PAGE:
Wednesday, November 13, 2019

Kenya 2019

East Africa is a place for wildlife like no other on earth and particularly Kenya where the great ungulate migrations take place.  I was first in Kenya in 1993 and have returned numerous times including other countries in sub-Saharan Africa such as Tanzania, Zimbabwe, Zambia, Botswana and South Africa.  While in Kenya and Tanzania in 2015 I said that was not returning to Africa again…I lied.  When I am asked why such an enchantment with Africa my response is that if you “don’t go to Africa, you never will understand the meaning of life.” 
 The gerenuk is the Audrey Hepburn’s animal version with its long neck and majestic pose when standing on two feet, to reach the succulent acacia leaves out of the reach of other antelopes.  It is said that it is the closest relative of the giraffes. Not to be confused with the impalas (3rd and fourth images below) that spent the early mornings running and jumping preparing for another day avoiding becoming a meal of the big cats.



 Most people go to Africa to see the big cats…lions, leopards and cheetahs. No doubt the lions are the kings of the jungles but the canny ability of the leopard to ambush its prey and climbing of trees is unique. Pound per pound I say that they are the most powerful ones - see them dragging a full grown male impala up a tree…a meal that may last several days. While the leopards are loners the lions hunt in family groups. Lions can also climb trees but not with the agility of the leopard.

 The cheetahs are ground based and known as the fastest running animal sometimes reaching speeds of 60 miles/hour but don’t have the stamina to run long.  The female raises the cubs on its own and I had seen her catch a young tommy gazelle alive and bring it to the young to play with it; but this is no play but training to make the kill.  The second image of 3 cheetahs was taken at sunrise when they were ready to start searching for a meal…the hunt is on.

 The ostrich is the largest flightless bird and its powerful legs are weapons that can seriously injure a predator or other ostriches during battles for territory and mates.  The females are of brownish colors while the males are adorned with white and black feathers and sometimes with pink legs.  I was lucky to witness a fight between two males for the lady and the territory.  The struggle lasted about 15 minutes of short confrontations and long chases; the challenged male won the day and the family stayed together.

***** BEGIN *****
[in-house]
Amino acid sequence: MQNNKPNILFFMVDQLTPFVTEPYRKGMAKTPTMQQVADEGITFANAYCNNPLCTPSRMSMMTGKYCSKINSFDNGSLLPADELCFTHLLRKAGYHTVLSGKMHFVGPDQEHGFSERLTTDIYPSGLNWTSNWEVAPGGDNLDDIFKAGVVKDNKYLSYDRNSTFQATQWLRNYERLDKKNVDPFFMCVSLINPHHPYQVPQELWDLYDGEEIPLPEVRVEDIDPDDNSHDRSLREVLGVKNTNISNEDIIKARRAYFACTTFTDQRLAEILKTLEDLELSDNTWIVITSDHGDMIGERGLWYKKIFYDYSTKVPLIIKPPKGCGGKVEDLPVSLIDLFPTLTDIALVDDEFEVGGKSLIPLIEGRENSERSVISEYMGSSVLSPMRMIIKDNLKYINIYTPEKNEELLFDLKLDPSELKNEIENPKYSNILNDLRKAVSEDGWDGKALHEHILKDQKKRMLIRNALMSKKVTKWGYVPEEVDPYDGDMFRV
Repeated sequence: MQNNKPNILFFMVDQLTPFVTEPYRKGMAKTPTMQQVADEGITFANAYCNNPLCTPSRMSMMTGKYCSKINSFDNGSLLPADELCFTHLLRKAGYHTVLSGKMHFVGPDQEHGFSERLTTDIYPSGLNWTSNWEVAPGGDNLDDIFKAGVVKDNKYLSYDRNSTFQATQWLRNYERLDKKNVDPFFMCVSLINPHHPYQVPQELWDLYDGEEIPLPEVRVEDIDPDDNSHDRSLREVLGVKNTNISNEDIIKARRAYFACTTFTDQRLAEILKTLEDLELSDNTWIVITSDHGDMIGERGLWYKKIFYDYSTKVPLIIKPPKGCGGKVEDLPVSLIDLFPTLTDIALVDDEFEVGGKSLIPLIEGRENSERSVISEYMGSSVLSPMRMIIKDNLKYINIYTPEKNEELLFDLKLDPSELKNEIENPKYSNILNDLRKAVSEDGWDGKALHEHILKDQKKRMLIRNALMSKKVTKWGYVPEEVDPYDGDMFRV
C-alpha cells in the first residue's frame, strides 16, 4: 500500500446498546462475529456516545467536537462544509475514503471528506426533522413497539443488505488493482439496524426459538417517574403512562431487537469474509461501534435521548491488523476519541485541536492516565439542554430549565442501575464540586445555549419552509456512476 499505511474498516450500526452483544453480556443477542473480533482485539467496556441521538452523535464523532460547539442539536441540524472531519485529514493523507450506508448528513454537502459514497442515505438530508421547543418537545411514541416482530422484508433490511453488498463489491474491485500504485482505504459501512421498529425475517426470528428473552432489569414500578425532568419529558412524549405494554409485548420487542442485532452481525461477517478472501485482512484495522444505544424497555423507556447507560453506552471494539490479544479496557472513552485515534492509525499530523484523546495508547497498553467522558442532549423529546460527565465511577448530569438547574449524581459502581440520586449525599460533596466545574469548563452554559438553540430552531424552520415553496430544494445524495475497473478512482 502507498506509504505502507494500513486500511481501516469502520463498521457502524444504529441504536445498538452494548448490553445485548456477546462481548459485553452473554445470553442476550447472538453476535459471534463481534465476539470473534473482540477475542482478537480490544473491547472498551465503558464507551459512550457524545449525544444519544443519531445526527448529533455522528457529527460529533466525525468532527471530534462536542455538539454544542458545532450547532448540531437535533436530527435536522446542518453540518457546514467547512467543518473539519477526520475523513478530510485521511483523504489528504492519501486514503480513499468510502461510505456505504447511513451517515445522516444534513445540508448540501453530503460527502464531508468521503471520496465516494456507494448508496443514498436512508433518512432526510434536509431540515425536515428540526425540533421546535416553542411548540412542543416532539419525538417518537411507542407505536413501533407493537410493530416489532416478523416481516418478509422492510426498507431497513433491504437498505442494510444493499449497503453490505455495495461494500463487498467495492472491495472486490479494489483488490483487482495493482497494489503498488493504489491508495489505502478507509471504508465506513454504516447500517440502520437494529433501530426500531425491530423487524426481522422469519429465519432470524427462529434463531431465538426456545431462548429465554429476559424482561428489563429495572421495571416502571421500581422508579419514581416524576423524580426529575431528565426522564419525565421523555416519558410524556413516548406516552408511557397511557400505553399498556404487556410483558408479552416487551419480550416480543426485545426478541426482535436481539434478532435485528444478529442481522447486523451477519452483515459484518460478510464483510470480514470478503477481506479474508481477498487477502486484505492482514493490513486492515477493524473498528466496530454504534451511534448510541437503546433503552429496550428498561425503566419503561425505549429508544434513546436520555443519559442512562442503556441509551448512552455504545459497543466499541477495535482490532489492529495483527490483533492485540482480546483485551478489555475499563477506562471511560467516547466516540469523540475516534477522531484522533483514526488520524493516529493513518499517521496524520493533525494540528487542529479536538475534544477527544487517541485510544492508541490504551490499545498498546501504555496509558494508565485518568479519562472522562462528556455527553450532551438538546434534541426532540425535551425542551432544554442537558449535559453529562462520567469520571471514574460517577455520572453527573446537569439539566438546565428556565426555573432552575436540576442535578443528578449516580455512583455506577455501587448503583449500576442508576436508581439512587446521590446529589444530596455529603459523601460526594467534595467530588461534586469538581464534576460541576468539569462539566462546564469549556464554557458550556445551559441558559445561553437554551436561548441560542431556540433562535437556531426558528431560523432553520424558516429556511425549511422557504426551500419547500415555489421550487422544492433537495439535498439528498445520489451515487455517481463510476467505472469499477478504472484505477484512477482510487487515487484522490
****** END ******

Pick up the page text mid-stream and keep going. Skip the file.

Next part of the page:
Birds are abundant in Samburu with such colorful ones as the red and yellow barbet, the vulturine fowl, the lilac breasted lilac that some ornithologists claim as having 72 colors, the most of any bird. 


 Others not so colorful such as the white-headed buffalo weaver; it knits nests of grass leaves that hangs from the trees. The tawny eagle is common and a very successful hunter but the Isabelline shrike is not left behind. The red-billed hornbill makes its nest in tree cavities and during incubation the female is entombed by a mud plug with a hole thru which the male feeds it and the chicks…all that goes in thru the holes comes out the same way. Once the chicks are old enough to fly the mud plug is broken and the whole family abandons the tree hole.


 Due to the long droughts the villagers invade the park to water their animals and the game wardens look the other way. Below a herd of camels brought to the Samburu River to drink; cows and goats also breach the boundaries of the park for survival. As you can see the river was a trickle of water and an ocean of sand.  Did I mention elephants?  No, but there are plenty and I choose to leave the park with an image of a sleepy velvet monkey; it was hot.

 Sweetwaters.